In the bright midday sun, against a backdrop of trees beginning to shed their golden leaves, Padre Danielle Key and Pastor Erin Thomas blessed a community park in the heart of Edmonton’s Old Strathcona neighbourhood.
“We both work close to this space and have seen it used by those in our community who need a place of respite, need to find shade under a tree, to find peace among the flowers, and to remember those who have gone before us through the dedication of the plaques that surround us,” said Key, rector of Holy Trinity Anglican Church (HTAC).
“Today we are honoured and privileged to offer a prayer of blessing to this park – dedicating it to the good work that will be done here, to the work that still needs to be done, and to the peace that a space like this provides for all of those in our community, said Thomas, pastor of Trinity Lutheran Church.
The Edmonton Police Service (EPS) Drums and Pipes band led the procession, and the EPS Chorus led a large gathering in singing “O Canada” at the official opening of Light Horse Park, located at 104 Street between 85 and 86 Avenues next to the historic Connaught Armoury and just a short walk from Holy Trinity Anglican (HTAC) and Trinity Lutheran churches.
The Flag Party raised the Canadian and Alberta flags, as well as the camp flag of the South Alberta Light Horse Regiment.
“Light Horse Park was created to build community close to Holy Trinity, the South Alberta Light Horse (SALH) regimental church.” It is dedicated to "All who have lost or been impacted by war and conflict and those left to mourn and remember,” said Stephen “Sticks” Gallard, a retired sergeant major and SALH regiment chief.
The park is now part of the Edmonton Commonwealth Walkway, a 10-km trail system through the North Saskatchewan River Valley. The park’s story, and that of the Regiment, the Anne Frank statue, the community movement to preserve Old Strathcona in the 1970s, and notably the visits of Queen Elizabeth to Edmonton have been added to the Commonwealth Walkway app.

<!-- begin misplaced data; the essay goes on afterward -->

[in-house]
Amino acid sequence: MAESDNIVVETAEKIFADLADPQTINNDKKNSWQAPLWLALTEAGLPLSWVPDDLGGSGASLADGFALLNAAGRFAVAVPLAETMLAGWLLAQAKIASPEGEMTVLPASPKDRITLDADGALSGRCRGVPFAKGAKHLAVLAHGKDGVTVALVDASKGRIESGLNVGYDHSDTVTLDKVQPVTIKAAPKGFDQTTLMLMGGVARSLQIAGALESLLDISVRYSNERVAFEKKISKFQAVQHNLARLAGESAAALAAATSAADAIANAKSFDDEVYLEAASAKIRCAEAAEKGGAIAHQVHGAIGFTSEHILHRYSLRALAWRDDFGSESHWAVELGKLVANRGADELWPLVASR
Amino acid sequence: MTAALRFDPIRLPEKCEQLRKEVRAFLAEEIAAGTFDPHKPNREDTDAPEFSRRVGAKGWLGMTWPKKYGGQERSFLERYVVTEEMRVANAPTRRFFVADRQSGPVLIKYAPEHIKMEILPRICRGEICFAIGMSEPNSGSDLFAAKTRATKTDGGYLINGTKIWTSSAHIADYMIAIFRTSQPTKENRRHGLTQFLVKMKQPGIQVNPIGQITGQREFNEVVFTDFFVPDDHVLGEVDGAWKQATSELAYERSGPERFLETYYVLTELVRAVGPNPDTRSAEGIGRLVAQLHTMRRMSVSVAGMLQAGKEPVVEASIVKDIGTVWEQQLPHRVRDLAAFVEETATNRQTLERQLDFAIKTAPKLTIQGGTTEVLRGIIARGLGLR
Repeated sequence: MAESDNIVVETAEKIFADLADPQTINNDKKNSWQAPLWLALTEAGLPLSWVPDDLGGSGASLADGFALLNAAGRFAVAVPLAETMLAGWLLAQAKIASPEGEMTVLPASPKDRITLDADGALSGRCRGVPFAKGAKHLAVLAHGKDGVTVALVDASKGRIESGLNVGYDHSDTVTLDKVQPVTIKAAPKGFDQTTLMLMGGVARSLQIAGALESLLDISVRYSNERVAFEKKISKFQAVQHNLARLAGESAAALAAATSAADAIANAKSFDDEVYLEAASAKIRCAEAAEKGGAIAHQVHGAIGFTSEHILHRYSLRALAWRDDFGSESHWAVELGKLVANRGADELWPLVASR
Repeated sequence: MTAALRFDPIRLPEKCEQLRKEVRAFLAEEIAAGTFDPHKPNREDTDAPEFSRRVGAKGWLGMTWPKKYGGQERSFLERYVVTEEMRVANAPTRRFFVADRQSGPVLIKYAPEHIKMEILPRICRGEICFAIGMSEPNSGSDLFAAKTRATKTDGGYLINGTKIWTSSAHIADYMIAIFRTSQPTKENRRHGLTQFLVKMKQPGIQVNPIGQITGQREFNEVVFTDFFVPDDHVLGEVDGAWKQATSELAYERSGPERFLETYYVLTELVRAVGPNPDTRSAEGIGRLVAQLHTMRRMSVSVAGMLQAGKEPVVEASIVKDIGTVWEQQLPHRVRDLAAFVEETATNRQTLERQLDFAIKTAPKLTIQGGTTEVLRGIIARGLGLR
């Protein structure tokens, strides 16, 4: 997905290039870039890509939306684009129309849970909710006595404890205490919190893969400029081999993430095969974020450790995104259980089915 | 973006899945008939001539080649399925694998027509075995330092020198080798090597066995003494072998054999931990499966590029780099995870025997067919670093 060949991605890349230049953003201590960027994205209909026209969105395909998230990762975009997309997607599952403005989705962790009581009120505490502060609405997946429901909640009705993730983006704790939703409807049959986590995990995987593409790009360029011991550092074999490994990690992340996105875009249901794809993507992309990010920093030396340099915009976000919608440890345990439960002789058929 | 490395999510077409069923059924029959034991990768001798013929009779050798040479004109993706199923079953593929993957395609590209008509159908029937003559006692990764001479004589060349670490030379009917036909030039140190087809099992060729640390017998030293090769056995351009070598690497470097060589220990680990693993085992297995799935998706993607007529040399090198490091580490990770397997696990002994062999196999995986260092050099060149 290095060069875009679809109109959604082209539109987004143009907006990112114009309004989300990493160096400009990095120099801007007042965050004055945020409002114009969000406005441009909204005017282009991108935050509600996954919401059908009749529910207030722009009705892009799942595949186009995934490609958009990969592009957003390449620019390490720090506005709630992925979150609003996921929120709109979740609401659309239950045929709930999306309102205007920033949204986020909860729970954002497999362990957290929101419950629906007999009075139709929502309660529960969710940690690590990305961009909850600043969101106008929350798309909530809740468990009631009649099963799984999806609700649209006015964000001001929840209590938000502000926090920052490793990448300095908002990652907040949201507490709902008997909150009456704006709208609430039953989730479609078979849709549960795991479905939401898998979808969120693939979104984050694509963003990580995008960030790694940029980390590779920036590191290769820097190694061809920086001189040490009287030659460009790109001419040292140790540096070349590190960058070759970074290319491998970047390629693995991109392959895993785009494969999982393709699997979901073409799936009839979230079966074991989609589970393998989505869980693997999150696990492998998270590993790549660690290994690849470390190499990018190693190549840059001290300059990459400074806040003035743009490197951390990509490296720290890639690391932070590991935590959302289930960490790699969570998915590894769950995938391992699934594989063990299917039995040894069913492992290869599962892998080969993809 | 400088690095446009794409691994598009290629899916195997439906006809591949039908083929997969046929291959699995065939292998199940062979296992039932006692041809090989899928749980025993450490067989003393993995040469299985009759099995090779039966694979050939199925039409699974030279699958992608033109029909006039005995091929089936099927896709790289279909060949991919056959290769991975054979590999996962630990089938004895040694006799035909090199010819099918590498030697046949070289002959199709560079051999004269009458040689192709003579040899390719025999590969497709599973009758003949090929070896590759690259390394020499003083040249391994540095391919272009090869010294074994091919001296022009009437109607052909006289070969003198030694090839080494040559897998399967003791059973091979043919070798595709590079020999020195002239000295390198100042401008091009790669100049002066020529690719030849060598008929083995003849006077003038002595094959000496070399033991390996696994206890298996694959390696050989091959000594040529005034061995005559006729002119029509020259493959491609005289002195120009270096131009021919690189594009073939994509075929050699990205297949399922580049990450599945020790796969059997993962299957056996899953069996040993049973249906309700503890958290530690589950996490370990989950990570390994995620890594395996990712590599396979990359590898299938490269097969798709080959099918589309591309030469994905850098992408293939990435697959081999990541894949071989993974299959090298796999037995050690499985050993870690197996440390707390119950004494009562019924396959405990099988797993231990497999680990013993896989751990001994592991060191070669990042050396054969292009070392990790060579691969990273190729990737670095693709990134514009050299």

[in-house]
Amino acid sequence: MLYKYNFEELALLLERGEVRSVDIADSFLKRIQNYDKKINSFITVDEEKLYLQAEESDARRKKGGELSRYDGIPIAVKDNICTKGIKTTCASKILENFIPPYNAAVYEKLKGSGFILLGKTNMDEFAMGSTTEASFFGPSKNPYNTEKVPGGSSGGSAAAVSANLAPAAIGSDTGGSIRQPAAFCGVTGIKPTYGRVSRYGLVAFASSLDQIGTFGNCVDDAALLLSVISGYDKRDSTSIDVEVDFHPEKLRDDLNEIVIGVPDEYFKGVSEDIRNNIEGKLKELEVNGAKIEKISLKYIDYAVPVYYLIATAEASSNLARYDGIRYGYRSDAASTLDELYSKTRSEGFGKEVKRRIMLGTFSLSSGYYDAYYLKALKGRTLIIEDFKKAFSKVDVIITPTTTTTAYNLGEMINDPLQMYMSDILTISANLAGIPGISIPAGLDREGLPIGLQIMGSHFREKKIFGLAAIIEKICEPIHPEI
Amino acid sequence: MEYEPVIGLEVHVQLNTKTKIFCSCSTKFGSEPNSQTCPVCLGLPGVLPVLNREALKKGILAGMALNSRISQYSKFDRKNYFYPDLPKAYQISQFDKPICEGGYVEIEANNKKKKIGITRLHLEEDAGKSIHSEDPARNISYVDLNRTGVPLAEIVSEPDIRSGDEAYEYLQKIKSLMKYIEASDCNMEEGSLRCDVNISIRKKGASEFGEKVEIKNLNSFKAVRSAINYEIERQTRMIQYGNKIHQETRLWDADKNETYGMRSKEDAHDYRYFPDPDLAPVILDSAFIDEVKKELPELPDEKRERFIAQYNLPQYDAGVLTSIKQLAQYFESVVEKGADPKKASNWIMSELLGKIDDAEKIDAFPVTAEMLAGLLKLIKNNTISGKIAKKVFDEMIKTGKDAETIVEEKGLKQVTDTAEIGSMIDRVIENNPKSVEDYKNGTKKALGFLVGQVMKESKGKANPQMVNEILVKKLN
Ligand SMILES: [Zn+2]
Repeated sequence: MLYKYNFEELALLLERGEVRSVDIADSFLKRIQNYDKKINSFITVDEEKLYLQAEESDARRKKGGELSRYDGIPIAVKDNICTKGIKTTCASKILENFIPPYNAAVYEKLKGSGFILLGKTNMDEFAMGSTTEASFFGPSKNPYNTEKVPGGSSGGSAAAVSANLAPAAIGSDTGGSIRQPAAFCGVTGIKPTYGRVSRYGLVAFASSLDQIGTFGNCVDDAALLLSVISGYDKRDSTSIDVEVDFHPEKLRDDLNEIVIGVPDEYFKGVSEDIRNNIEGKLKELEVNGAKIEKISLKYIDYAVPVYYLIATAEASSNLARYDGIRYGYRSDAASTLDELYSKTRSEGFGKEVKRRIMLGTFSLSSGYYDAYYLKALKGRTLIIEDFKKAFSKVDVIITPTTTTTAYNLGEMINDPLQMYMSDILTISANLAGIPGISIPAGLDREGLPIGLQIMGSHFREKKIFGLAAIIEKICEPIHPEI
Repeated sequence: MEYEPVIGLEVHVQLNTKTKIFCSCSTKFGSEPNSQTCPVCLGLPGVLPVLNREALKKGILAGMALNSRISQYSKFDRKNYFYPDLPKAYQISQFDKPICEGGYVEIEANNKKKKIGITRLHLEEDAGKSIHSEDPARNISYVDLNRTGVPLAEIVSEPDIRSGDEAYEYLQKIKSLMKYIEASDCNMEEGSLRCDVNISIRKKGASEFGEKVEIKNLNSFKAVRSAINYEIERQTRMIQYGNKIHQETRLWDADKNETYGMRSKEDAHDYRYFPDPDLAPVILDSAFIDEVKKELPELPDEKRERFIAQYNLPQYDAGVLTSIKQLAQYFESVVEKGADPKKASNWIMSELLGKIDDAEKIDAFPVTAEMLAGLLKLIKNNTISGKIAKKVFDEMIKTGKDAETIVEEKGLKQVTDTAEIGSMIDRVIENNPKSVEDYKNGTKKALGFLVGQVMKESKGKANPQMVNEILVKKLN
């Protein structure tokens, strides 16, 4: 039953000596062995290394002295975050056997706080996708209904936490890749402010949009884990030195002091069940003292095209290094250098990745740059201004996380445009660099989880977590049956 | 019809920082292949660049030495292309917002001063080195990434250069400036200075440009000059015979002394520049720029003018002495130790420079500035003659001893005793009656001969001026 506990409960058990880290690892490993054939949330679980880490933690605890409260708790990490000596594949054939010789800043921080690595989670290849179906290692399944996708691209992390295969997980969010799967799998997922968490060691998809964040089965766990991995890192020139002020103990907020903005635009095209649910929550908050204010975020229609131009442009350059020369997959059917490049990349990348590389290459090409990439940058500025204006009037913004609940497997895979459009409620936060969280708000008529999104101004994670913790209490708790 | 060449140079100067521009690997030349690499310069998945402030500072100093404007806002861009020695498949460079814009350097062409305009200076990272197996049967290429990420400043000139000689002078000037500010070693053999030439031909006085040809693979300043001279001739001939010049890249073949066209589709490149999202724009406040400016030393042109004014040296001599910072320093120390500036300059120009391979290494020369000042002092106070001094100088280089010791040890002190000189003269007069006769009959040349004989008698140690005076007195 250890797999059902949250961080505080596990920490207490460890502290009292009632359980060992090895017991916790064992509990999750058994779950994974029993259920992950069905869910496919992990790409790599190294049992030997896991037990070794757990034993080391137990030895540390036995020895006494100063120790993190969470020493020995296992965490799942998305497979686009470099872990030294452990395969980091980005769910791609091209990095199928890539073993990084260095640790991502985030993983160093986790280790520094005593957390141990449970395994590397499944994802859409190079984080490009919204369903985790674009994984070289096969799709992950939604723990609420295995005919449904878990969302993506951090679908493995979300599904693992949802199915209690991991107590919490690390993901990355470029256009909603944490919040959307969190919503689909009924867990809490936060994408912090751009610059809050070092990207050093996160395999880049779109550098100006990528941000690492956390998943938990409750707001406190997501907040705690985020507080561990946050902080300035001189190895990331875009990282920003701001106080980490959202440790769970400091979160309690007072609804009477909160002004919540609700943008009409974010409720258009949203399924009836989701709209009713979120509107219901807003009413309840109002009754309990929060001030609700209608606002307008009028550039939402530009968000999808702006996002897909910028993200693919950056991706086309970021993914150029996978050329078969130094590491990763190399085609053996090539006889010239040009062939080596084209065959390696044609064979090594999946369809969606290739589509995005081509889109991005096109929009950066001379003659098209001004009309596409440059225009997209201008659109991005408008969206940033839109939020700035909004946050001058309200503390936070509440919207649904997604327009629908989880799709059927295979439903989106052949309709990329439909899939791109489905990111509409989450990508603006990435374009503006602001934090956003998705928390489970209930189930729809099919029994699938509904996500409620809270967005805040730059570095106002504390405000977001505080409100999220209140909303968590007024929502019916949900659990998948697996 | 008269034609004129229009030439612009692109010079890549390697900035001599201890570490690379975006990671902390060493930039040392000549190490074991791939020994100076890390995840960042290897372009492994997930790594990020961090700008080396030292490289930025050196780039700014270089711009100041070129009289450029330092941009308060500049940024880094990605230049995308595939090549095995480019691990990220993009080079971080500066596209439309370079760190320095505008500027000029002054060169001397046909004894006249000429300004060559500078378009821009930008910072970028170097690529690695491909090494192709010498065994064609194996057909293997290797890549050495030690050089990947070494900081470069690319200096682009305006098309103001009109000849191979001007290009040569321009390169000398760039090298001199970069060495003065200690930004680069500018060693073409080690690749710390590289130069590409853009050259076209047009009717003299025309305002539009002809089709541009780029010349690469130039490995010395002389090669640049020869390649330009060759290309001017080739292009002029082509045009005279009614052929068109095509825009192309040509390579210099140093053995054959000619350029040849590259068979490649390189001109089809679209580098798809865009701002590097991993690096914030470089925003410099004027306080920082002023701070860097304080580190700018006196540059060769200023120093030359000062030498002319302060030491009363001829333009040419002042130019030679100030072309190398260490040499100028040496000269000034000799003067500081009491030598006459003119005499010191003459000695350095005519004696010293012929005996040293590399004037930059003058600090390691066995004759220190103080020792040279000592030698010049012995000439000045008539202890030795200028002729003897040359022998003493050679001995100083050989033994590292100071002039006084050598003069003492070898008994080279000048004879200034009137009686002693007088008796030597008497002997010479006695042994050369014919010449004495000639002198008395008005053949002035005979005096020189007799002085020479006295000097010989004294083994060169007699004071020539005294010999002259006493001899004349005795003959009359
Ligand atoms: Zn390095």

As Gallard told the crowd, Light Horse Park has been many years in the making. Named in 2012 in honour of the SALH Regiment, the park has grown to include a plaza incorporating the Alberta shield, an obelisk (the monument’s top is black to represent the black beret worn by the soldiers of the SALH Regiment); and the Anne Frank statue (dedicated on the 75th anniversary of the liberation of the Netherlands from occupation), is a lasting symbol of the “enduring and unbreakable bond” between the regiment, Canadians and the people of the Netherlands.
Poppies from Flanders Field, grown from seeds gathered during the Regiment’s last overseas battlefield tour, and tulips from Holland, donated by the Edmonton Dutch Canadian Centre, were planted around the Anne Frank statue and at each entrance to the park. The cenotaph rests on a base that was established using soil gathered from every war cemetery in Europe where the remains of Canadian soldiers lie.
The original occupants of the old Armouries in Old Strathcona were the 19th Alberta Dragoons, which were eventually rolled into the SALH, and consider Holy Trinity to be their Regimental Church.
“During World War One, soldiers mustered and exercised their horses on the grounds of what is now Light Horse Park,” says Gallard. “They would have processed through the armouries across the street to what is now End of Steele Park to board trains. Parish members and clergy would give the troops a sendoff east to the ships that would take them to the battlefields of Europe…”
In recent years, SALH realised the area is becoming home to a greater number of refugees from Syria, Afghanistan, Ukraine, and other places in the world from which they were forced to flee.
“They bear the mental and physical wounds of war,” Gallard says. “We wanted to create a place of reverence and remembrance for all community members. A place where people can go and be welcomed no matter their background. A place where they can go and not feel alone; to remember their losses in peace and acceptance.”
The next phase of the park’s construction will include the installation of entrance columns displaying the Regiment’s history, as well as memorial plaques rescued from neighbourhood buildings prior to their demolition.
Following the program, people were invited to stay for a barbecue in support of refugees and to take in a display of vintage police and military vehicles parked along 104 Street in the shade of the trees.